d. False prophets and false teachers lived a lie AND they promoted lies through their preaching.
e. Their words were empty and void of truth. But worse than being empty, they were evil. They were lies.
5. Agur asked the Lord to REMOVE far from him, vanity and lies.
a. Remove: To become far or distant; removed far away; to send far away; to put away off into the distance.
b. This was a personal request to God from the author of this proverb. It indicates that Agur himself had a problem with falsehood and lying.
c. His request was that God would take away his tendency to lie… to stretch the truth… to be dishonest… to embellish… to exaggerate… to leave out important details in a story on purpose… to manipulate… to deceive…
d. Psalm 119:29 – “Remove from me the way of lying: and grant me thy law graciously.”
• This is the virtually same prayer request.
• Evidently, the psalmist also had a problem with lying… dishonesty… falsehood.
• Note the way of victory over lies: “thy law” = truth. Fill your mind and heart with truth and learn to love it.
e. Psalm 119:37 – “Turn away mine eyes from beholding vanity; and quicken thou me in thy way.”
• Evidently the psalmist also had a problem with looking unto (with delight) vanity – the empty air bubbles the world offers… which in themselves are deceptive.
• This too was a request for God to enable him to stop beholding vanity… the “things” of the world… and the philosophies of the world.
f. This might be a little discouraging to hear. Godly men who wrote the Bible (which is the Truth we have staked our lives upon) tell us that they have a problem with falsehood and vanity?
g. Can we trust them?
• Prov. 30:5 – Agur just told us that “every word of God is pure.” We can trust in God.
• But what about the people God used to write the Bible? We have two authors of Scripture that admit they had a problem with lying. Can we trust them?
• I would have a problem trusting them if they said that they NEVER had a problem with lying, or exaggerating, or embellishing the truth. These sins are common to man.
• The fact that they admit it tells me that they were honest men who acknowledged that they had a sin nature that was bent towards sinning—like every other human being ever to walk this planet apart from the Lord Jesus.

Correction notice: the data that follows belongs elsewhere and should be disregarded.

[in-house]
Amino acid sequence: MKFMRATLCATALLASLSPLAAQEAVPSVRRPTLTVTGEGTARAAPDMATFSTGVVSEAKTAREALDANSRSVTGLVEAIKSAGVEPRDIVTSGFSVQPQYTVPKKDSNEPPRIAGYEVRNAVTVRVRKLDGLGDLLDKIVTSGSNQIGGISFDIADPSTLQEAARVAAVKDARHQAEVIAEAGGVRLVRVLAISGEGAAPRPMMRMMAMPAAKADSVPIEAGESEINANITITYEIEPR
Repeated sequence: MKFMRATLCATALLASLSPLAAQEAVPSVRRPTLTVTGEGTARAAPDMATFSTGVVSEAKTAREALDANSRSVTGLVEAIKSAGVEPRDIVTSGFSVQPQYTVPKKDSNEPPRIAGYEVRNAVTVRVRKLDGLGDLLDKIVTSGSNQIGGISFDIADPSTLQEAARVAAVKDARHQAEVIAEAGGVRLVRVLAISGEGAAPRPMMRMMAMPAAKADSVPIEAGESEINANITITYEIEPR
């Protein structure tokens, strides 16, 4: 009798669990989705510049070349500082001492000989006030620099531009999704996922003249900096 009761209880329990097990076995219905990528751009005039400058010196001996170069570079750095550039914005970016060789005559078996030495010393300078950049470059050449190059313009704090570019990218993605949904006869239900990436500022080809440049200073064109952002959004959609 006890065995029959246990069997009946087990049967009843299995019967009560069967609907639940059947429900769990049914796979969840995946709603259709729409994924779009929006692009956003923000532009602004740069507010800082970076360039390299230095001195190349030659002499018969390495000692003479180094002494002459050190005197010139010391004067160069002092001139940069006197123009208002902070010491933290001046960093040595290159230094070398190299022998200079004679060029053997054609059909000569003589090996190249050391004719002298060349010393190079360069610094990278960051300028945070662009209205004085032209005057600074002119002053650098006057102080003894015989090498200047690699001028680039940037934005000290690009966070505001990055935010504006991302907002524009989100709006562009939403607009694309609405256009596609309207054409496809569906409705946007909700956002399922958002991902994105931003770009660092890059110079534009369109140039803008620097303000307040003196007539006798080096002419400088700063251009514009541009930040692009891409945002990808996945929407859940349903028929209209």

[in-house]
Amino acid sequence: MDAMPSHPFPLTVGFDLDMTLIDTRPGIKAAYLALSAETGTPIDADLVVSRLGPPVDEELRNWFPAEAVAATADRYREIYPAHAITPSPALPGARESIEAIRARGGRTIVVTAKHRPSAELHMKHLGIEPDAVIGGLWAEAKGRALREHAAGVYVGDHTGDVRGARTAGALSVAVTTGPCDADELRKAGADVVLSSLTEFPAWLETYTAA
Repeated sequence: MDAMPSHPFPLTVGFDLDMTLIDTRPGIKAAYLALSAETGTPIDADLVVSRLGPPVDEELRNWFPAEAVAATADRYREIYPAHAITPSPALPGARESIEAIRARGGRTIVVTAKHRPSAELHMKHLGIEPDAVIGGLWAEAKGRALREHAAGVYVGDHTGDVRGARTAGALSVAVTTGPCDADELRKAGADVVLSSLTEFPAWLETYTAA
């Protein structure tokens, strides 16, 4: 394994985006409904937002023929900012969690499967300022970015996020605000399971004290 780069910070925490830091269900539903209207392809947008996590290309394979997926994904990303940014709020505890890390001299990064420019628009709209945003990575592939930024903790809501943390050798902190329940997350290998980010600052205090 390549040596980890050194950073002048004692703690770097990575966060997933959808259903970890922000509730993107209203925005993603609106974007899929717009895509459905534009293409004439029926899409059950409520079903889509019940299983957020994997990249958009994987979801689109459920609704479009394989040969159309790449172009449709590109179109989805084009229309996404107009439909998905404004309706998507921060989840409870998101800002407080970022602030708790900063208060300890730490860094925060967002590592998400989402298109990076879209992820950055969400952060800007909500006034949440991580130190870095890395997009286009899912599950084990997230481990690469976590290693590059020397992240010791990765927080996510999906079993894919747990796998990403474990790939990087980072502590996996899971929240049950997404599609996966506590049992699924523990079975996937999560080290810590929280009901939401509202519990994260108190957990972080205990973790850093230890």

• These men were wise enough to acknowledge the depth of the depravity of their own heart—and they understood the power of the allurement of the vanities of life in this world.
h. The fact that they admit it tells me something else about these men. They were sensitive to sin: which in itself is a sign of spiritual health and maturity.
i. Hardened liars don’t care that they lie. They love it. It’s a game to them.
j. Prov. 10:23 – “It is as sport to a fool to do mischief: but a man of understanding hath wisdom.”
k. The fact that these men asked God to remove lying from them reveals a tender heart – sensitive to sin… and desirous to remove it from their lives.
l. This does not mean that they were false teachers; or that they had ever gone about town spreading lies about this and that. It doesn’t mean that others could not trust them or that they were known in the community as liars.
m. Rather, it means that they themselves were painfully aware of their inner struggle with dishonesty.
n. They may have been inwardly tempted to lie or deceive and it pained them.
o. They may have found themselves stretching the truth or embellishing a story—and later it grieved them so they had to run to the Lord weeping in prayer and repentance… seeking for His forgiveness and deliverance.
p. A hardened liar doesn’t do that. A hardened liar doesn’t even care. It’s a sport to him.
q. If we were all honest, we too could make Agur’s prayer request our own: “Lord, remove far from me vanity and lies!”
6. Let’s not judge Agur or the psalmist too harshly.
a. The fact that a hardened liar tells the truth on occasion does not mean he isn’t a liar. He is a liar. An occasional truth doesn’t change the fact that he is a liar.
b. And the fact that an honest man tells an occasion lie does not mean that he is not an honest man overall.
c. He is an honest person… IF he deals with his sin before God—like Agur did… and the psalmist did.
d. Agur hated the sins of vanity and lies and desperately wanted victory over those besetting sins before he died.
e. And in a respectful way (because he loved righteousness and hated iniquity) he wouldn’t take no for an answer. “Deny me not!”
f. This was a man who hated lying… and wanted no trace of it in his heart or on his tongue. That is an honest and a very godly attitude.
Positive Request: Feed me with food convenient for me:
A. Feed me with food convenient for me
B. Give me neither poverty nor riches
C. Lest I be full, and deny thee, and say, Who is the LORD?
D. Or lest I be poor, and steal, and take the name of my God in vain.